Hysterectomy. The time to take care of yourself

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1 Hysterectomy The time to take care of yourself

2 The time to take care of yourself Women spend a lot of time taking care of others spouses, children, parents. We often overlook our own needs. But when our health is in question, it s important to take care of ourselves. That means taking time to do a monthly breast exam and making that appointment for a yearly pap smear. We must do the same when a doctor says, You need a hysterectomy. In this situation, women have options even when a doctor wants to quickly schedule surgery, we should: take the time to learn about the options discuss them with a doctor develop a surgery plan that is right for you Hysterectomies are the second most common surgery among women in the U.S., behind only C-sections.1 nnn Despite how common hysterectomies are, some women don t know they have surgical options. In most cases, a hysterectomy is not an emergency.2 Women have time to explore and thoroughly understand their options.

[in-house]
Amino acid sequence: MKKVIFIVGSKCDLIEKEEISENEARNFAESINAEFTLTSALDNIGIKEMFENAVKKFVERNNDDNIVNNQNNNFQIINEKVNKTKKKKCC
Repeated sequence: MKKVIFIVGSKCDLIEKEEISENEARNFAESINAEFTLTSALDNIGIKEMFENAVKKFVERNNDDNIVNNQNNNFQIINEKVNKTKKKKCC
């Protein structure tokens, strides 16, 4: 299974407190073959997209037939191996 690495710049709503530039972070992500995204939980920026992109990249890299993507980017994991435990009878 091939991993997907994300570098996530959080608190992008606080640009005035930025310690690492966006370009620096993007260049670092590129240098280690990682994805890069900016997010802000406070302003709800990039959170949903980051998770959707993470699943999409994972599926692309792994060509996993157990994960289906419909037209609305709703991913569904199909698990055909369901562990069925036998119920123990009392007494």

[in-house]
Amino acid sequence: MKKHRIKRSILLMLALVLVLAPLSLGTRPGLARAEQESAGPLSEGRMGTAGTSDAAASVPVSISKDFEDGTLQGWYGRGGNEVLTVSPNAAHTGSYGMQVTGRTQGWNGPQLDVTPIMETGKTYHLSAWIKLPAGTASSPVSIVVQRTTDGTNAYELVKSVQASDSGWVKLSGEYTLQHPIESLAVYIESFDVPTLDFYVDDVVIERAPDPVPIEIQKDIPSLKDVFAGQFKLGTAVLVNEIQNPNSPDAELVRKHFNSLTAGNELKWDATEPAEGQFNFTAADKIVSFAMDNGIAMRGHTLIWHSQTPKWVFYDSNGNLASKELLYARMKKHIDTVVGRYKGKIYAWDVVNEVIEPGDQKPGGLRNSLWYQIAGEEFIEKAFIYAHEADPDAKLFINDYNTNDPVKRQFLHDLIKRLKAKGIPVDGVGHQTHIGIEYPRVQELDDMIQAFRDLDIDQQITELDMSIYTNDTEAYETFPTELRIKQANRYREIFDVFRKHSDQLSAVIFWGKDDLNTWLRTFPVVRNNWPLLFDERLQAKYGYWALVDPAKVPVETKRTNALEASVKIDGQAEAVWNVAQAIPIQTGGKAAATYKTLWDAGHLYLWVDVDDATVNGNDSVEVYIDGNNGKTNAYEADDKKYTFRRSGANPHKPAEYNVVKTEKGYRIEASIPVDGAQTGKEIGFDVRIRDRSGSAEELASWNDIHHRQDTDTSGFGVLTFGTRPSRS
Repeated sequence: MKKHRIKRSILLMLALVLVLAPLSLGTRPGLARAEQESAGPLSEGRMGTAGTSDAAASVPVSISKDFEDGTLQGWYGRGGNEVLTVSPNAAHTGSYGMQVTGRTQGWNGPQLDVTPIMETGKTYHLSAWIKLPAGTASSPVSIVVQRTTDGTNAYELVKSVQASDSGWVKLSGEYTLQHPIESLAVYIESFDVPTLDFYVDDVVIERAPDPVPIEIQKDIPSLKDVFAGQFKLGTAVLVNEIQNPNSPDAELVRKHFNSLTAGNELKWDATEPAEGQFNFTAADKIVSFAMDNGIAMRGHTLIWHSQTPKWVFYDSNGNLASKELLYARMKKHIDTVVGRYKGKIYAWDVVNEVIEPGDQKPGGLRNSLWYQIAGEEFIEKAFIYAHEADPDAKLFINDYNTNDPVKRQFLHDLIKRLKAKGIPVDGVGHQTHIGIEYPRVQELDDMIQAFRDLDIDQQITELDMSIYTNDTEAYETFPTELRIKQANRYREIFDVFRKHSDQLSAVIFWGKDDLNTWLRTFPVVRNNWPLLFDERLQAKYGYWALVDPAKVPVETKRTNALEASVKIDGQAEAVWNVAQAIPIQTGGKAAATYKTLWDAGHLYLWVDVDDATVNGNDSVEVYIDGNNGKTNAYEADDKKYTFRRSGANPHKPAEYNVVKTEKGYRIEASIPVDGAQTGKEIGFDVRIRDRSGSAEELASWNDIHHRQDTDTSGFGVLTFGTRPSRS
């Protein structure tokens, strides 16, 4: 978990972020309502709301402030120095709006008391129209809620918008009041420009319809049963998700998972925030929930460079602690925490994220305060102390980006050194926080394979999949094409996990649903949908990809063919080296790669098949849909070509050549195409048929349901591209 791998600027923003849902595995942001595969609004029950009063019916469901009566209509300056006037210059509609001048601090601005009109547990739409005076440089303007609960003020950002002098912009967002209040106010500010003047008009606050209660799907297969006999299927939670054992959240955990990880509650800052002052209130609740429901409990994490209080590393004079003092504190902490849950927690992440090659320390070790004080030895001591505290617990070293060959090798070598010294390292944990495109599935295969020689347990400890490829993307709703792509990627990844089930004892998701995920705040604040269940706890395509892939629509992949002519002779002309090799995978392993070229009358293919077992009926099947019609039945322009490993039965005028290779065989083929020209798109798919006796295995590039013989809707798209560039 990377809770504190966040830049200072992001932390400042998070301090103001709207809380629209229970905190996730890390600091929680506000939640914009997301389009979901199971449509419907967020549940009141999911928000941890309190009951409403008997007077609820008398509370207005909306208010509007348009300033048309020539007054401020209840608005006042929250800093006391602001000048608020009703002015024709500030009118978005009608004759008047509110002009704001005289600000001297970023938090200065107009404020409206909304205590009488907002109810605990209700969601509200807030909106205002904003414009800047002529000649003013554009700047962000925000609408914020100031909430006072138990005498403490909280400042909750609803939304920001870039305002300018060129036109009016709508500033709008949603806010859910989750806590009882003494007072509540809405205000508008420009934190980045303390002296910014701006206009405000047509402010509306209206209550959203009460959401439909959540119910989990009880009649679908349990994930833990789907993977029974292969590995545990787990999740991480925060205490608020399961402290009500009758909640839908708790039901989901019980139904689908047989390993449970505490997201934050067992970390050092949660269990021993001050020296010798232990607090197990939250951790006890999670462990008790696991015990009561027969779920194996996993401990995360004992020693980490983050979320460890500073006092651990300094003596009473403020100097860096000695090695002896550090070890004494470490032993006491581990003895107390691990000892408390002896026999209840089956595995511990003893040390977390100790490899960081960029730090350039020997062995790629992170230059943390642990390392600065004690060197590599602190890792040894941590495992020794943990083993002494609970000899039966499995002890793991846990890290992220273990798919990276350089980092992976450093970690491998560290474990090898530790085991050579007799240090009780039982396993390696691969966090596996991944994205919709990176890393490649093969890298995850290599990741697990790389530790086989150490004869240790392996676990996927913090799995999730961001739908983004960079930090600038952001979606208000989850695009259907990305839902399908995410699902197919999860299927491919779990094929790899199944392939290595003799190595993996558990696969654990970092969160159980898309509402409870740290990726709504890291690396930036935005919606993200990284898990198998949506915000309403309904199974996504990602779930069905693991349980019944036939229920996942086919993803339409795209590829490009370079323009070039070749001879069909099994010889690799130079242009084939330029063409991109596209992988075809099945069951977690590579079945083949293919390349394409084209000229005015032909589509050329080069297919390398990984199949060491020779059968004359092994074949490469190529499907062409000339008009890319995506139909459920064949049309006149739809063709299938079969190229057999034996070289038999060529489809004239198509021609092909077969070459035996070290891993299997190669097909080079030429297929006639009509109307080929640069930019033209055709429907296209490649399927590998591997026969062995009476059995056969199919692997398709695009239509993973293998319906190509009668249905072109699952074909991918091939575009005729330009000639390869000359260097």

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4 Medical conditions and illnesses A physician may recommend a hysterectomy for a variety of illnesses and medical conditions. The most common reasons for a hysterectomy include: Fibroid tumors Endometriosis Uterine prolapse Cancer uterine, endometrial or cervical Abnormal or persistent uterine bleeding Chronic pelvic pain More than 600,000 hysterectomies are performed each year. 1 nnn For many of these conditions, there are multiple treatment options, including medications, hormone therapies and a variety of surgeries. You can develop a treatment plan with your physician that is based on the severity of your symptoms, your age and your reproductive plans. Sometimes a hysterectomy is your physician s first recommendation as in some cancer diagnoses. Other times, a physician recommends a hysterectomy after other treatments have been unsuccessful as in uterine prolapse or fibroid tumors.